“One such example may be the use of machine learning to identify who responds to what therapies for depression and anxiety, thereby tailoring support for people with depression and anxiety. We do not want to exclude such research from being carried out just because it’s being carried out by non-academic companies. All research proposals will go through the same process and be vetted by the internal team as mentioned above.”

Initial concerns "ignored"

As well as criticism over its ethics, autistic campaigners previously contacted by Spectrum 10K have spoken out about how their initial concerns were allegedly “ignored”.
Others have found a job advert for the role of project co-ordinator for Spectrum 10K, posted in May 2019, in which it was said that the study “aims to understand the broad heterogeneity within autism that ranges from learning difficulties through to talent”.
Elsewhere, a grant for the study, awarded in 2018, explained that researchers will “combine [the 10,000 DNA samples] with genetic information from 90,000 other people with autism already gathered from around the world”.

“This large-scale resource will enable us to identify several genetic variants that contribute to the development of autism. This information will allow us to better understand the biology of autism, improve on existing methods for diagnosing autism and investigate if there are genetically-defined subgroups of people with autism,” it reads.

On this point, autistic researcher Melissa Chapple commented: “The community have regularly spoken against subgroups. It doesn’t help the lives of autistic people and instead risks dichotomisation and so risks more stigma. Support should be individualised not stereotyped using subgroups.”

Wider criticism

Speaking to Indy100, Ellen Jones, an autistic LGBTQ campaigner and writer said: “The study claims to be trying to improve quality of life for autistic people, but is seemingly attempting to do this through DNA testing, surveys and accessing our medical records - none of those things actually improve the lives of autistic people. Autistic quality of life feels like an afterthought - tacked on to distract from the eugenics-esque qualities of the study.”

Jones went on to add that “in an ideal world” there would be “nothing wrong” with investigating genetics related to autism, but we are currently “in a world that actively hates and fears autistic children”.
Meanwhile, Jasper Williams, a Deaf and autistic consultant, told us: “The researchers are promoting the idea that it will improve the wellbeing of autistic people, but if anything it will be doing the opposite. You don’t research a genetic mutation unless you are planning on eradication.”

Jones and Williams’ comments are just two remarks made from autistic activists online, with many sharing their thoughts through the hashtag, #StopSpectrum10K.

Spectrum 10K's response

In response to concerns raised throughout this week, Spectrum 10K researchers said in a statement: “We understand that some autistic people and their families have concerns over the collection and use of genetic data, which is one part of this study.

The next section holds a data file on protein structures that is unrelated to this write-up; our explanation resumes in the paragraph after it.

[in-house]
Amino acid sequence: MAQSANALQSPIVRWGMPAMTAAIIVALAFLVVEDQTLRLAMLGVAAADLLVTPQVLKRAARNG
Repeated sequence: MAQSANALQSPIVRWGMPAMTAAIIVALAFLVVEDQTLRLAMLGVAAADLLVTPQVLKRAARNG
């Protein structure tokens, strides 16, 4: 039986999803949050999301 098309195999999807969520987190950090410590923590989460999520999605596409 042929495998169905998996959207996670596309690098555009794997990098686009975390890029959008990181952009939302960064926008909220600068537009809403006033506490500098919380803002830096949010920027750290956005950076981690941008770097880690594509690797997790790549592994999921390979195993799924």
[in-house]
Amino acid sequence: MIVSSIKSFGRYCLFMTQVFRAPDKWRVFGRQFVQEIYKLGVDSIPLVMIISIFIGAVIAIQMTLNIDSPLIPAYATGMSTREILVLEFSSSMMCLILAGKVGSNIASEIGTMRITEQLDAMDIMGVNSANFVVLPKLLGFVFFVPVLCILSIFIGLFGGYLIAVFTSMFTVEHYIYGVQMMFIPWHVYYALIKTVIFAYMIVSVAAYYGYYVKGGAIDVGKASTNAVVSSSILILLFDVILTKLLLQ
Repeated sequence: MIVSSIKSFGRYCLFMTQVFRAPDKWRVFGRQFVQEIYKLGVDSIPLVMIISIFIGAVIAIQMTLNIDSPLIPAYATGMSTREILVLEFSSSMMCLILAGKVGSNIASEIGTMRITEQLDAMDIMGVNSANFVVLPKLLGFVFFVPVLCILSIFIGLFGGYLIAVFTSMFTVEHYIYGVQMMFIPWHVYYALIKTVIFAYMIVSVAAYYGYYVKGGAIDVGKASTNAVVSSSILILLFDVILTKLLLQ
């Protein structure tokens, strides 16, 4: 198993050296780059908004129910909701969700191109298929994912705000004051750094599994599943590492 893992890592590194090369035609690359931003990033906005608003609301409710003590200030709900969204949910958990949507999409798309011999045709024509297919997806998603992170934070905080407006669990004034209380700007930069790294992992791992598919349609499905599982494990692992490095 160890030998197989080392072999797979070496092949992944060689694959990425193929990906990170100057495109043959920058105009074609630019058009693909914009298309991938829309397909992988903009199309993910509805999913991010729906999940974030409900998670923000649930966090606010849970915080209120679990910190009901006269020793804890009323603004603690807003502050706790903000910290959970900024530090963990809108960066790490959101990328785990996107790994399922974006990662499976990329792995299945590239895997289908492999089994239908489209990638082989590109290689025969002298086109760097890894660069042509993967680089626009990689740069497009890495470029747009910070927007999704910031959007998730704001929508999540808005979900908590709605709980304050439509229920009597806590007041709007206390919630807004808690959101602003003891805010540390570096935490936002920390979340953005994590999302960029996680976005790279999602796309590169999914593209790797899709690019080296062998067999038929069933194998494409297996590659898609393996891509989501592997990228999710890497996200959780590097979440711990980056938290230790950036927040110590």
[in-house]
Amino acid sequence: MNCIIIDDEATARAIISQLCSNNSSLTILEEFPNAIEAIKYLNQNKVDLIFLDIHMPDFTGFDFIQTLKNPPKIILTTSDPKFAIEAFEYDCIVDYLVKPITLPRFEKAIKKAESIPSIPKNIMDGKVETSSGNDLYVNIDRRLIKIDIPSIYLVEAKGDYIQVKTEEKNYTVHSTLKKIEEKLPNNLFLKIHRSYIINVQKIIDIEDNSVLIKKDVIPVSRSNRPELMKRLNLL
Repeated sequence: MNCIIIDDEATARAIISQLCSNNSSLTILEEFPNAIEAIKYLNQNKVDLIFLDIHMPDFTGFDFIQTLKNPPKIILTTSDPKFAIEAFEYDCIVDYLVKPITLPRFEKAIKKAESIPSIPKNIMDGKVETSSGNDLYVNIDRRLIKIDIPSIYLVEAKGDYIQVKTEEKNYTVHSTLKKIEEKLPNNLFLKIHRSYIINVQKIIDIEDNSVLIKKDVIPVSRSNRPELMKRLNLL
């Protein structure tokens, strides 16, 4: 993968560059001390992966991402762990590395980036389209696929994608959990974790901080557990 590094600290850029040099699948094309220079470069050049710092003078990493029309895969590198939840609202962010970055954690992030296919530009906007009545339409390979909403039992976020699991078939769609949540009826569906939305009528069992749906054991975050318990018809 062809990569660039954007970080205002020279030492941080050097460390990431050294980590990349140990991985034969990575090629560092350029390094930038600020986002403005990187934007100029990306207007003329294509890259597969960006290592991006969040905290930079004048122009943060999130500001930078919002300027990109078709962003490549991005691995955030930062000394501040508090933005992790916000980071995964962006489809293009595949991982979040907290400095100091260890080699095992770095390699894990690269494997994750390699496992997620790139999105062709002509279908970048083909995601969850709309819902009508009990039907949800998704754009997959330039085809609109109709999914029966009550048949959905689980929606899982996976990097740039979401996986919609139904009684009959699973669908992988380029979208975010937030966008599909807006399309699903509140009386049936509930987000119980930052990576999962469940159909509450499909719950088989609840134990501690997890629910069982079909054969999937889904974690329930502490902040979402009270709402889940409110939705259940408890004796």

“We recognise that we need to do more to explain the value of this research, the measures in place to protect your data, and other concerns.

“We are actively working with autistic people and will be listening to more autistic voices to address these concerns.

“We will update our website and social media as this work progresses,” they said.

What do you think about the Spectrum 10K study? Do you have any concerns about it? Do you think it'll have a positive impact? 

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  • L_Volunteer
    L_Volunteer Community Volunteer Adviser Posts: 3,113 Pioneering
    Hi @Tori_Scope

    Thanks for opening up a discussion about the Spectrum 10K study. As a person with autism, I am concerned about the nature of the Spectrum10K study. What does everyone else think about the Spectrum 10K study? I would be interested in hearing all your thoughts  :)
    Community Volunteer Adviser with professional knowledge of education, special educational needs and disabilities and EHCP's. Pronouns: She/her.
  • OverlyAnxious
    OverlyAnxious Member Posts: 1,796 Disability Gamechanger
    I do like that one of the most knowledgeable people on Autism is the brother of Borat & Ali G.  Shows how different paths life can take even with the same background.  :)

    My personal view is that if any condition that causes lifelong difficulties could be reduced in future then I'm all for it.  That's not the same as removing people that currently live with the condition.  It's just about making other peoples lives easier & of a higher quality in future, which I doubt anyone would be against.  :)
  • L_Volunteer
    L_Volunteer Community Volunteer Adviser Posts: 3,113 Pioneering
    Hi @OverlyAnxious

    Thanks for sharing your thoughts with us. Yes, it is interesting how people's thoughts can be so different even with similar backgrounds. I agree with your point that it can only be beneficial to want to make people's lives easier and of a higher quality  :)
    Community Volunteer Adviser with professional knowledge of education, special educational needs and disabilities and EHCP's. Pronouns: She/her.